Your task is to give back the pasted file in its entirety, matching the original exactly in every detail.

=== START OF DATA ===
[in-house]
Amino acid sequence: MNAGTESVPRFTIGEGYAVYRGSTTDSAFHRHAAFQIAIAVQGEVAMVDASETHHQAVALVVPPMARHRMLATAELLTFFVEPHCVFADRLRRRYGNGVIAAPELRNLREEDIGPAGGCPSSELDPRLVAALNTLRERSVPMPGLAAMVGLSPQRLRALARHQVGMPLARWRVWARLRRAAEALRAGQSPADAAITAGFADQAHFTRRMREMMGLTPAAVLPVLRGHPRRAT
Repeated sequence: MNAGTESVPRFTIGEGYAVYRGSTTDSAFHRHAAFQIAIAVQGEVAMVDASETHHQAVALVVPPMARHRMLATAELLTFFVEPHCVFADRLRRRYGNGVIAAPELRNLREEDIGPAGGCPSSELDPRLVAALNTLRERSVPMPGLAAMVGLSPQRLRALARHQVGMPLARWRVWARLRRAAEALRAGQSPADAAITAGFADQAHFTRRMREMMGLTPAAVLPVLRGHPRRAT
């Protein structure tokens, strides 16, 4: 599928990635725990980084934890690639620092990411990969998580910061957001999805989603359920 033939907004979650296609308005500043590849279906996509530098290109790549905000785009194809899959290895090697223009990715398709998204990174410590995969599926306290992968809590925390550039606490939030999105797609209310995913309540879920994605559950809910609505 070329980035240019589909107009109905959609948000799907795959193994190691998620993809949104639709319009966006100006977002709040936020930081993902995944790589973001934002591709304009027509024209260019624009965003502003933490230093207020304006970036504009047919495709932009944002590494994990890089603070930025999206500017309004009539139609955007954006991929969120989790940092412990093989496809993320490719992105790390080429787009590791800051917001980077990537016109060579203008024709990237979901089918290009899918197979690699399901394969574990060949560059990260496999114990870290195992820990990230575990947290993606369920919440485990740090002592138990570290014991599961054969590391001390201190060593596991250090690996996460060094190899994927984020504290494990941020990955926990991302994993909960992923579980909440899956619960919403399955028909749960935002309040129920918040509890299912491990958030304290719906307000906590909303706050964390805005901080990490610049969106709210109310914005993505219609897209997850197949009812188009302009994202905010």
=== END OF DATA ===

[in-house]
Amino acid sequence: MNAGTESVPRFTIGEGYAVYRGSTTDSAFHRHAAFQIAIAVQGEVAMVDASETHHQAVALVVPPMARHRMLATAELLTFFVEPHCVFADRLRRRYGNGVIAAPELRNLREEDIGPAGGCPSSELDPRLVAALNTLRERSVPMPGLAAMVGLSPQRLRALARHQVGMPLARWRVWARLRRAAEALRAGQSPADAAITAGFADQAHFTRRMREMMGLTPAAVLPVLRGHPRRAT
Repeated sequence: MNAGTESVPRFTIGEGYAVYRGSTTDSAFHRHAAFQIAIAVQGEVAMVDASETHHQAVALVVPPMARHRMLATAELLTFFVEPHCVFADRLRRRYGNGVIAAPELRNLREEDIGPAGGCPSSELDPRLVAALNTLRERSVPMPGLAAMVGLSPQRLRALARHQVGMPLARWRVWARLRRAAEALRAGQSPADAAITAGFADQAHFTRRMREMMGLTPAAVLPVLRGHPRRAT
């Protein structure tokens, strides 16, 4: 599928990635725990980084934890690639620092990411990969998580910061957001999805989603359920 033939907004979650296609308005500043590849279906996509530098290109790549905000785009194809899959290895090697223009990715398709998204990174410590995969599926306290992968809590925390550039606490939030999105797609209310995913309540879920994605559950809910609505 070329980035240019589909107009109905959609948000799907795959193994190691998620993809949104639709319009966006100006977002709040936020930081993902995944790589973001934002591709304009027509024209260019624009965003502003933490230093207020304006970036504009047919495709932009944002590494994990890089603070930025999206500017309004009539139609955007954006991929969120989790940092412990093989496809993320490719992105790390080429787009590791800051917001980077990537016109060579203008024709990237979901089918290009899918197979690699399901394969574990060949560059990260496999114990870290195992820990990230575990947290993606369920919440485990740090002592138990570290014991599961054969590391001390201190060593596991250090690996996460060094190899994927984020504290494990941020990955926990991302994993909960992923579980909440899956619960919403399955028909749960935002309040129920918040509890299912491990958030304290719906307000906590909303706050964390805005901080990490610049969106709210109310914005993505219609897209997850197949009812188009302009994202905010």